October 6, 2017: Biochimica et Biophysica Acta
Mark A Herzik, Mengyu Wu, Gabriel C Lander
Nearly all single-particle cryo-EM structures resolved to better than 4-Å resolution have been determined using 300-keV transmission electron microscopes (TEMs). We demonstrate that it is possible to obtain reconstructions of macromolecular complexes of different sizes to better than 3-Å resolution using a 200-keV TEM. These structures are of sufficient quality to unambiguously assign amino acid rotameric conformations and identify ordered water molecules.
October 9, 2017: Nature Methods
Pavel Afanasyev, Charlotte Seer-Linnemayr, Raimond B G Ravelli, Rishi Matadeen, Sacha De Carlo, Bart Alewijnse, Rodrigo V Portugal, Navraj S Pannu, Michael Schatz, Marin van Heel
Single-particle cryogenic electron microscopy (cryo-EM) can now yield near-atomic resolution structures of biological complexes. However, the reference-based alignment algorithms commonly used in cryo-EM suffer from reference bias, limiting their applicability (also known as the 'Einstein from random noise' problem). Low-dose cryo-EM therefore requires robust and objective approaches to reveal the structural information contained in the extremely noisy data, especially when dealing with small structures. A reference-free pipeline is presented for obtaining near-atomic resolution three-dimensional reconstructions from heterogeneous ('four-dimensional') cryo-EM data sets...
September 1, 2017: IUCrJ
Tai Wei Guo, Alberto Bartesaghi, Hui Yang, Veronica Falconieri, Prashant Rao, Alan Merk, Edward T Eng, Ashleigh M Raczkowski, Tara Fox, Lesley A Earl, Dinshaw J Patel, Sriram Subramaniam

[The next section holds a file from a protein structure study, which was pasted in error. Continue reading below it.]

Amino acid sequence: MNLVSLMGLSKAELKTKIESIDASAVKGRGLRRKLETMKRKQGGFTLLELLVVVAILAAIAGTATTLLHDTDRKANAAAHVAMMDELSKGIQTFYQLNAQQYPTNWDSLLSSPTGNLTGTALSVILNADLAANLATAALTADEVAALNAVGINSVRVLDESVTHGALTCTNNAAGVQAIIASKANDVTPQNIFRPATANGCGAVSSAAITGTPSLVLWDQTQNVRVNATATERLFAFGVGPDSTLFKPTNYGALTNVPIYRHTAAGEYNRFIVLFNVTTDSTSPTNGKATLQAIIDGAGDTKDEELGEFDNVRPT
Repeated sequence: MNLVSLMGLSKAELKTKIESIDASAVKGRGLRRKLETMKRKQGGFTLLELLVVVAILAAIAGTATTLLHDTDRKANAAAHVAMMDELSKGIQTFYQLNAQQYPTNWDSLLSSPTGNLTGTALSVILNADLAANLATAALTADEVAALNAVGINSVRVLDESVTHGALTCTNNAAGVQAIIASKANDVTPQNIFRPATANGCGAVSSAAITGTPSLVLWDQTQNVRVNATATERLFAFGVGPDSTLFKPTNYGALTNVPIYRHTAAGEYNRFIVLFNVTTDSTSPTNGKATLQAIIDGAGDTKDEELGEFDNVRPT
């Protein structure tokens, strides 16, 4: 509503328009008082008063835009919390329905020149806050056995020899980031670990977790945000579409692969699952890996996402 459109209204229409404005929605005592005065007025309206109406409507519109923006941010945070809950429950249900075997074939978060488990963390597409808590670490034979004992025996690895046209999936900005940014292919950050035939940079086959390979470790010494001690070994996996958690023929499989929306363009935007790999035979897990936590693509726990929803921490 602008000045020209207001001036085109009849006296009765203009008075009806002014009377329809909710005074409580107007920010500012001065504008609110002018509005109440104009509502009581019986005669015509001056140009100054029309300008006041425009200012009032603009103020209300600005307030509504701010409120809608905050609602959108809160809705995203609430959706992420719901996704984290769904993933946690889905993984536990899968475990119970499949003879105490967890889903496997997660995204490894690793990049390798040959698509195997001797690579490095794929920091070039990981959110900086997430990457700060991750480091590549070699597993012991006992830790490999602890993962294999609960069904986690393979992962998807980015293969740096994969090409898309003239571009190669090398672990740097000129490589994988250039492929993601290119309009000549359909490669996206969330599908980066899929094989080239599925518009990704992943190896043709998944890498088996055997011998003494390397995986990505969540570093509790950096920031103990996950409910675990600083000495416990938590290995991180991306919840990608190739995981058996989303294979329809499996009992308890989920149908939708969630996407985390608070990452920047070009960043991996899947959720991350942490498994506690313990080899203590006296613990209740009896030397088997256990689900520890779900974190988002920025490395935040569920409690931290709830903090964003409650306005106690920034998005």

Prokaryotic cells possess CRISPR-mediated adaptive immune systems that protect them from foreign genetic elements, such as invading viruses. A central element of this immune system is an RNA-guided surveillance complex capable of targeting non-self DNA or RNA for degradation in a sequence- and site-specific manner analogous to RNA interference. Although the complexes display considerable diversity in their composition and architecture, many basic mechanisms underlying target recognition and cleavage are highly conserved...
October 5, 2017: Cell
Sebastian M Fica, Kiyoshi Nagai
The spliceosome excises introns from pre-messenger RNAs using an RNA-based active site that is cradled by a dynamic protein scaffold. A recent revolution in cryo-electron microscopy (cryo-EM) has led to near-atomic-resolution structures of key spliceosome complexes that provide insight into the mechanism of activation, splice site positioning, catalysis, protein rearrangements and ATPase-mediated dynamics of the active site. The cryo-EM structures rationalize decades of observations from genetic and biochemical studies and provide a molecular framework for future functional studies...
October 5, 2017: Nature Structural & Molecular Biology
James A Letts, Leonid A Sazanov
The oxidative phosphorylation electron transport chain (OXPHOS-ETC) of the inner mitochondrial membrane is composed of five large protein complexes, named CI-CV. These complexes convert energy from the food we eat into ATP, a small molecule used to power a multitude of essential reactions throughout the cell. OXPHOS-ETC complexes are organized into supercomplexes (SCs) of defined stoichiometry: CI forms a supercomplex with CIII2 and CIV (SC I+III2+IV, known as the respirasome), as well as with CIII2 alone (SC I+III2)...
October 5, 2017: Nature Structural & Molecular Biology